Sandra Marshall (Barbara Stanwyck), the widow of the owner of a remote mansion, arrives to take charge and claim the inheritance of her late husband. She receives a cold reception, especially from research scientist Mark Caldwell (Errol Flynn), who seems to be keeping her sister-in-law Julie (Geraldine Brooks) a virtual prisoner in the house.
- Errol Flynn as Mark Caldwell
- Barbara Stanwyck as Sandra Marshall
- Geraldine Brooks as Julie Demarest
- Richard Basehart as James Caldwell Demarest
- Jerome Cowan as Senator Charles Caldwell
- John Ridgely as Jackson Laidell
- Patricia Barry as Angela (as Patricia White)
- Rory Mallinson as Becket
- Helene Thimig as Marta
- Paul Stanton as Davenport
- Barry Bernard as Roberts
The novel was published in early 1945. The New York Times said "the plot has pace; the manse is traditionally eerie, the heroine is charming. Situations and dialogue, however, are often clumsily handled." By April, Warner Bros bought the film rights as a vehicle for Barbara Stanwyck. Catherine Turney was assigned to do the script and Dennis Morgan announced as co star.
The film took a while to be made. In March 1946, Errol Flynn was announced as co star and Peter Godfrey as director. Dorothy Malone was originally announced to play the second lead. Two of the supporting cast were from the New York stage, Geraldine Brooks and Richard Basehart, and had just been put under contract by Warner Bros.
Filming took place in August 1946.
The film was not released until July 1947.
The Wall Street Journal said the film was "often as dull as it is frightening because its melodramatic story is full of cliches... without tommy gun or sword, Mr Flynn seems unhappily wooden." The Christian Science Monitor said it "grips the attention and holds it right through...the result is something well above average." "It's melodramatic antics are rather fun," said the Washington Post.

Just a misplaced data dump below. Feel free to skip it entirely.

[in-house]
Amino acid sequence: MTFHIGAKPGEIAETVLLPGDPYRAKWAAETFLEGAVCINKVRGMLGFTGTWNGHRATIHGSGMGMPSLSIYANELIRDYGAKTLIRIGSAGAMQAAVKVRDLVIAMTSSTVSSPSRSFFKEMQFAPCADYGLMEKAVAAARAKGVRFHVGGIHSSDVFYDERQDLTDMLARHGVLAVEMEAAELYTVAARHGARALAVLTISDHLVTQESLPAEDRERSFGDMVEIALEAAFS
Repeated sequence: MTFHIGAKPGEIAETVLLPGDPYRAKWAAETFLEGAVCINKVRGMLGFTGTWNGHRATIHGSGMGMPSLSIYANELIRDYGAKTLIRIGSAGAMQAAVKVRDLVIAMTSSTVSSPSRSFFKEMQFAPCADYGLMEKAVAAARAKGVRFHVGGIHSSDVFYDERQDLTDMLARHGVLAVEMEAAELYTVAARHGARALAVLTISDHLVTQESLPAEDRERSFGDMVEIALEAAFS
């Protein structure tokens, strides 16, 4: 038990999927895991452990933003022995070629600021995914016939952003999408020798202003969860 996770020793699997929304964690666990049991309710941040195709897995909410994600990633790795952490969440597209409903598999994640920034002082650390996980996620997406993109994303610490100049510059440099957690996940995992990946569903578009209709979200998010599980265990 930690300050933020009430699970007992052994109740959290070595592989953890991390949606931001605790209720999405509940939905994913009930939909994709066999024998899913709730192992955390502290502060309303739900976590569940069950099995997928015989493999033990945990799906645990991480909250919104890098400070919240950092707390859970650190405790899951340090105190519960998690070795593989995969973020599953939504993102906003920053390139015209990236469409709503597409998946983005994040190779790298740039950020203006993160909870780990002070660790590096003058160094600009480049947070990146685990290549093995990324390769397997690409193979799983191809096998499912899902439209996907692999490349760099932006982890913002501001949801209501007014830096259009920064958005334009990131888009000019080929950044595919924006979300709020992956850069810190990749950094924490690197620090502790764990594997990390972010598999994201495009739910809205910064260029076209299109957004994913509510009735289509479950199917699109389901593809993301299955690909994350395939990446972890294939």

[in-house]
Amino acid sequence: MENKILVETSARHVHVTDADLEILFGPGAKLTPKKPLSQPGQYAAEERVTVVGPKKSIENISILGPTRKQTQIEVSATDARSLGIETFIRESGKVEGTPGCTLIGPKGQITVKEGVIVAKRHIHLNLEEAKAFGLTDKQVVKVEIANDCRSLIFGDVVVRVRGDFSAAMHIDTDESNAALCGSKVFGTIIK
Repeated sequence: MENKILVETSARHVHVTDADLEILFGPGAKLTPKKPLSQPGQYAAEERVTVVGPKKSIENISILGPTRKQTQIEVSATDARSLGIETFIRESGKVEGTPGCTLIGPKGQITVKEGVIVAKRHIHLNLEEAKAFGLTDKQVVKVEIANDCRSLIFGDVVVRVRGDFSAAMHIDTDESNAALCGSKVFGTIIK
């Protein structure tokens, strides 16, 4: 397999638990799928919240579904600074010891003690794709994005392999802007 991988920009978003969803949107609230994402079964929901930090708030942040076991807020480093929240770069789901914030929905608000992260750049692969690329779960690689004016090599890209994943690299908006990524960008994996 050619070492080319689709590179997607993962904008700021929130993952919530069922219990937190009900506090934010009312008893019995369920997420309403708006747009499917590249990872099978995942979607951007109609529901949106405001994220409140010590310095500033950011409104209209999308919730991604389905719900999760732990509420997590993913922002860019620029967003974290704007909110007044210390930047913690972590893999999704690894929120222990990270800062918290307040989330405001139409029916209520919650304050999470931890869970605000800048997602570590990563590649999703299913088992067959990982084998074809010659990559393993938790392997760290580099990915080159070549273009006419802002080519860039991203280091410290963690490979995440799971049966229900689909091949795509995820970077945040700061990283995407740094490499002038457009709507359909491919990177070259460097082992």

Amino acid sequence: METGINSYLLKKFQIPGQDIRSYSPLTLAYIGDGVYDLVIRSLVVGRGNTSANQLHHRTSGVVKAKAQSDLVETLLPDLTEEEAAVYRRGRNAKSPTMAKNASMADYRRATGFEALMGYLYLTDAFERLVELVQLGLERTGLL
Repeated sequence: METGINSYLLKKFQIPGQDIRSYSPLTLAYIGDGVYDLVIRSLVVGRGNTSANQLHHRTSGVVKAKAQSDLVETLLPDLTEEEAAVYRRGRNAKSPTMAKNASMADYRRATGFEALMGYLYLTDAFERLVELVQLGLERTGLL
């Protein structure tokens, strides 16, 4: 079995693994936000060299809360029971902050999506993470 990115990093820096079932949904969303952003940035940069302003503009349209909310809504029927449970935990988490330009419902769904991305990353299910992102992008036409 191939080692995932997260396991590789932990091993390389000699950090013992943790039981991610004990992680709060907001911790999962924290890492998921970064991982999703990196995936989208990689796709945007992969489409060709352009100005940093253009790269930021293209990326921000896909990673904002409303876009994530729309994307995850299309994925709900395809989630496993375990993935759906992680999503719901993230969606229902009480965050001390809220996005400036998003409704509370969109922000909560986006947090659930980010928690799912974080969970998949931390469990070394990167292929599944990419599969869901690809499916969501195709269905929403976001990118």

The Los Angeles Times called the film "murky" and "fairly opaque" although it felt audiences "are likely to be impressed by the performance of Flynn."
The film was moderately successful at the box office, Variety estimating its rentals in the US and Canada at $2 million.
- ↑ RUSSELL TO STAR IN 'VELVET TOUCH': Sidney Greenstreet to Share Top Honors in Independent Artists' Production Special to THE NEW YORK TIMES.. New York Times (1923-Current file) [New York, N.Y] 18 July 1947: 21.
- ↑ 2.0 2.1 "Top Grossers of 1947", Variety, 7 January 1948 p 63
- ↑ Cry Wolf at the American Film Institute Catalog.
- ↑ Other Items on the Fiction List New York Times (1923-Current file) [New York, N.Y] 28 Jan 1945: BR10.
- ↑ SCREEN NEWS: TO AID ACTORS FUND Special to THE NEW YORK TIMES.. New York Times (1923-Current file) [New York, N.Y] 19 Apr 1945: 22.
- ↑ Looking at Hollywood Hopper, Hedda. Chicago Daily Tribune (1923-1963) [Chicago, Ill] 09 Aug 1945: 21.
- ↑ Looking at Hollywood Hopper, Hedda. Chicago Daily Tribune (1923-1963) [Chicago, Ill] 25 Mar 1946: 21.
- ↑ Hopper, Hedda. Looking at Hollywood. Chicago Daily Tribune, 7 May 1946: 18.
- ↑ Schallert, Edwin. "Stage Mimicry Leads Girl to Cinema Career". Los Angeles Times, 8 May 1946: A7.
- ↑ TONY MARTIN SET FOR M-G-M MUSICAL: Named Co-Star With Kathryn Grayson in 'Kissing Bandit' --3 Arrivals Due Today Of Local Origin Special to THE NEW YORK TIMES.. New York Times (1923-Current file) [New York, N.Y] 08 May 1946: 43.
- ↑ DRAMA AND FILM: Carter, Wynn Teaming in 'Century' Talked Up Schallert, Edwin. Los Angeles Times (1923-Current File) [Los Angeles, Calif] 22 Apr 1947: A3.
- ↑ The Theatre: Murder in a Laboratory Wall Street Journal (1923 - Current file) [New York, N.Y] 21 July 1947: 10.
- ↑ David Niven As Doctor In 'Other Love': 'Cry Wolf' D.M.D.M.. The Christian Science Monitor (1908-Current file) [Boston, Mass] 08 Aug 1947: 5.
- ↑ Melodramatic Antics: 'Cry Wolf' Mixes Stanwyck, Flynn By Richard L. Coe. The Washington Post (1923-1954) [Washington, D.C] 08 Aug 1947: 23.
- ↑ 'CRY WOLF' ERRATIC Schallert, Edwin. Los Angeles Times (1923-Current File) [Los Angeles, Calif] 09 Aug 1947: A5.
- Tony Thomas, Rudy Behlmer * Clifford McCarty, The Films of Errol Flynn, Citadel Press, 1969 p 147.